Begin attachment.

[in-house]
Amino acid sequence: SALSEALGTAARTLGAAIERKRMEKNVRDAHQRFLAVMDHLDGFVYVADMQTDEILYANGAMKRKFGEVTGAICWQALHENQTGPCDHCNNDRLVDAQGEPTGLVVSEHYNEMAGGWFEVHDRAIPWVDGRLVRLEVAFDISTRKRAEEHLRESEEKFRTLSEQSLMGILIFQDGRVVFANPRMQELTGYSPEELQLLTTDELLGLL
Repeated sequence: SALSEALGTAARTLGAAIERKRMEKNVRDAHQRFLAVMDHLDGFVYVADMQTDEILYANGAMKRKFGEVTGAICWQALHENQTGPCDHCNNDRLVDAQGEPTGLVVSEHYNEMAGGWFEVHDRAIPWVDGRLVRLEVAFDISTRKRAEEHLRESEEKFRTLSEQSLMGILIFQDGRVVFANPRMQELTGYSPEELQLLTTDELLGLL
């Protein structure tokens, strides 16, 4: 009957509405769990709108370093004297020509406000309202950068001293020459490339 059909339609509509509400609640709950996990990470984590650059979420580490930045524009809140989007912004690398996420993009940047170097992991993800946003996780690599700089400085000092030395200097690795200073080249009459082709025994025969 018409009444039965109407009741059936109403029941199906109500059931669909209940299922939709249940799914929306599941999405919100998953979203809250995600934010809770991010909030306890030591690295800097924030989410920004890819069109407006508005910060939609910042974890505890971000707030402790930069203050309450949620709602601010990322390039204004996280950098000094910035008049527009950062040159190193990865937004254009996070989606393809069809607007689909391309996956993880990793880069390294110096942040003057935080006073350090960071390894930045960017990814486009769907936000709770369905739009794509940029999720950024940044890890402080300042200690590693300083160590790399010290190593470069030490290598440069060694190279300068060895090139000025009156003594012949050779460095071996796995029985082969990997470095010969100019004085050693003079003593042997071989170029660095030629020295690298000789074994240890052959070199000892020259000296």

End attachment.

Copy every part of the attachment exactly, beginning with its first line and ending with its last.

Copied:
[in-house]
Amino acid sequence: SALSEALGTAARTLGAAIERKRMEKNVRDAHQRFLAVMDHLDGFVYVADMQTDEILYANGAMKRKFGEVTGAICWQALHENQTGPCDHCNNDRLVDAQGEPTGLVVSEHYNEMAGGWFEVHDRAIPWVDGRLVRLEVAFDISTRKRAEEHLRESEEKFRTLSEQSLMGILIFQDGRVVFANPRMQELTGYSPEELQLLTTDELLGLL
Repeated sequence: SALSEALGTAARTLGAAIERKRMEKNVRDAHQRFLAVMDHLDGFVYVADMQTDEILYANGAMKRKFGEVTGAICWQALHENQTGPCDHCNNDRLVDAQGEPTGLVVSEHYNEMAGGWFEVHDRAIPWVDGRLVRLEVAFDISTRKRAEEHLRESEEKFRTLSEQSLMGILIFQDGRVVFANPRMQELTGYSPEELQLLTTDELLGLL
């Protein structure tokens, strides 16, 4: 009957509405769990709108370093004297020509406000309202950068001293020459490339 059909339609509509509400609640709950996990990470984590650059979420580490930045524009809140989007912004690398996420993009940047170097992991993800946003996780690599700089400085000092030395200097690795200073080249009459082709025994025969 018409009444039965109407009741059936109403029941199906109500059931669909209940299922939709249940799914929306599941999405919100998953979203809250995600934010809770991010909030306890030591690295800097924030989410920004890819069109407006508005910060939609910042974890505890971000707030402790930069203050309450949620709602601010990322390039204004996280950098000094910035008049527009950062040159190193990865937004254009996070989606393809069809607007689909391309996956993880990793880069390294110096942040003057935080006073350090960071390894930045960017990814486009769907936000709770369905739009794509940029999720950024940044890890402080300042200690590693300083160590790399010290190593470069030490290598440069060694190279300068060895090139000025009156003594012949050779460095071996796995029985082969990997470095010969100019004085050693003079003593042997071989170029660095030629020295690298000789074994240890052959070199000892020259000296």